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Burghley pp 270-292 | Cite as

Lord and Dynast

  • B. W. Beckingsale

Abstract

Queen Elizabeth was a strict guardian of the fount of honour. William Cecil did well to secure one of the ten new peerages created in her long reign by a Queen who preferred to ennoble ‘old blood’. His was the only noble title to be given exclusively on the grounds of political and administrative services to the Crown. He was one of two among the new peers who did not already possess ancestral claims or blood relationship to the Queen.1 His predecessor as Lord Treasurer, William Paulet, had received a marquisate and an earldom in Edward’s reign. But Burghley could flatter himself that his was a rare honour which had not fallen to any of his contemporaries in Elizabethan officialdom. Admission to an élite of some sixty peers was a reward for a family which had given loyal service to the Tudors for nearly a century.

Keywords

Marriage Market Fine House Family Honour Personal Emotion Feudal Lord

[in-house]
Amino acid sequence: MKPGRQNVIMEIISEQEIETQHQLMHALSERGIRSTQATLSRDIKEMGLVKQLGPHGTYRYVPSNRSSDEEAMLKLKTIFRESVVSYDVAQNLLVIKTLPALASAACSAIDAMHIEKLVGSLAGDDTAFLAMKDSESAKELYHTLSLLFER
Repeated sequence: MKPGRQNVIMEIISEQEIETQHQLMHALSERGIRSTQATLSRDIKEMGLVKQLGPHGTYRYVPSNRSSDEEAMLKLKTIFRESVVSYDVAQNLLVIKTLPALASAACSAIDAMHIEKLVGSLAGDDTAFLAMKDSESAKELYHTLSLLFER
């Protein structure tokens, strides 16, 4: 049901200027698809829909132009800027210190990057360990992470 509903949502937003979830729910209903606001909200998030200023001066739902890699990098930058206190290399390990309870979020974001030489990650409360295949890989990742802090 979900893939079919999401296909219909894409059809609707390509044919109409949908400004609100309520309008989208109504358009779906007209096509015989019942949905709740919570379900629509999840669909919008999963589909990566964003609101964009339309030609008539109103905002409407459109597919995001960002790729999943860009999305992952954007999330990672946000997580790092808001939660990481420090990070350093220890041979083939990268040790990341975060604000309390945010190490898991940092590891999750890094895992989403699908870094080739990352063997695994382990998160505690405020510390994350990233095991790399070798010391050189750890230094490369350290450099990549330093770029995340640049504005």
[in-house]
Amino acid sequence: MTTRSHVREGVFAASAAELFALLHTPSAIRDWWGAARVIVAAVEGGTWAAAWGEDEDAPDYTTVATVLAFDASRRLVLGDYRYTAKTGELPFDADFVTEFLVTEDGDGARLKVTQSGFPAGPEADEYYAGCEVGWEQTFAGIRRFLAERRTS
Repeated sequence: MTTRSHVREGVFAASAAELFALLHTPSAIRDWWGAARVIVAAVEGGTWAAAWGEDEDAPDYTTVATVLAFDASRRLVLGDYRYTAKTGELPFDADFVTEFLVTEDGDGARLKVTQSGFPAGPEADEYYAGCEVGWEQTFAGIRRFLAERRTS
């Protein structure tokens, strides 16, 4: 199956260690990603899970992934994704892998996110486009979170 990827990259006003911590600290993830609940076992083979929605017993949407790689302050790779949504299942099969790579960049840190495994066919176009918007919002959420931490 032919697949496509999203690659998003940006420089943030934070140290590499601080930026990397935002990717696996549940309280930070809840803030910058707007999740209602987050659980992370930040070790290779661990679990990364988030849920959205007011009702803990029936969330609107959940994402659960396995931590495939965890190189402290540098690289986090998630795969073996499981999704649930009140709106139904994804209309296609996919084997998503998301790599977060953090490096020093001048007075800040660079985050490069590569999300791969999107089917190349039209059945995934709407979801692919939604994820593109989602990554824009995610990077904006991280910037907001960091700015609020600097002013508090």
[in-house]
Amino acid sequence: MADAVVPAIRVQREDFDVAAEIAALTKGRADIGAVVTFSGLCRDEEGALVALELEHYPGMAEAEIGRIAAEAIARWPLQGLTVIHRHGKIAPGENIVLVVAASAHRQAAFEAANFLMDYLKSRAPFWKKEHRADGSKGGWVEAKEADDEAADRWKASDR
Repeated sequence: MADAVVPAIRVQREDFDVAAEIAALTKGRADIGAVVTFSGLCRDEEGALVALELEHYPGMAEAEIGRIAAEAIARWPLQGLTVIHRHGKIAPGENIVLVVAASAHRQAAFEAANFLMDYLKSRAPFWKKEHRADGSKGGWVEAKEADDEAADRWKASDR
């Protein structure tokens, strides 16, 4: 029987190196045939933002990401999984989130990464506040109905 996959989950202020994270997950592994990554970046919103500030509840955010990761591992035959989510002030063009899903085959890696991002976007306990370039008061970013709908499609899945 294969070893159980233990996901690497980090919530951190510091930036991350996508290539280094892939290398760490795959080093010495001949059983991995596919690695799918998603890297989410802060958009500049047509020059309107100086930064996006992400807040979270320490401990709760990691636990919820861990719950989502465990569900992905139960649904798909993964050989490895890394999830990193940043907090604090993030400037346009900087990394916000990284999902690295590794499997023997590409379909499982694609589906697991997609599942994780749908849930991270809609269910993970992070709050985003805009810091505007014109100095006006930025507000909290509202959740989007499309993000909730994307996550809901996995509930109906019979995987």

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Notes

  1. 9.
    Ascham, op. cit. 205; R. Pace, cited F. Caspari, Humanism and Social Order in Tudor England (Chicago, 1954), 150; Holinshed, op. cit. (1808), ed. J. Johnson etal. i. 273.Google Scholar
  2. 10.
    C.S.P. Domestic, 1547–80, 290; A. Simpson, The Wealth of the Gentry (Cambridge, 1961), 28; Holinshed, op. cit. (1808), iv. 317–19; H.M.C., Salisbury MSS. viii. 287; Anon., An Advertisement written to a Secretary of my Lord Treasurer (1592), 15.Google Scholar
  3. 11.
    Peck, op. cit. 48; C. Read, Lord Burgbley and Queen Elizabeth (1960), 437Google Scholar
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  5. 13.
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  7. 29.
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  8. 30.
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  9. 34.
    M. Greaves, The Blazon of Honour (1964).Google Scholar
  10. 36.
    B.M., Add. MS. 22925, f. 35; A. L. Rowse, ‘The Cecils of Alltyrynys’, E.H.R. (1960), lxxv. 54–76; Strype, Cheke, 138–9, 140–4; Haynes, op. cit. 755; P.R.O., S.P. 63–25–137; Ward, op. cit. 231–2; Strype, Annals, iii, pt. 1, 30.Google Scholar
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© B. W. Beckingsale 1967

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  • B. W. Beckingsale

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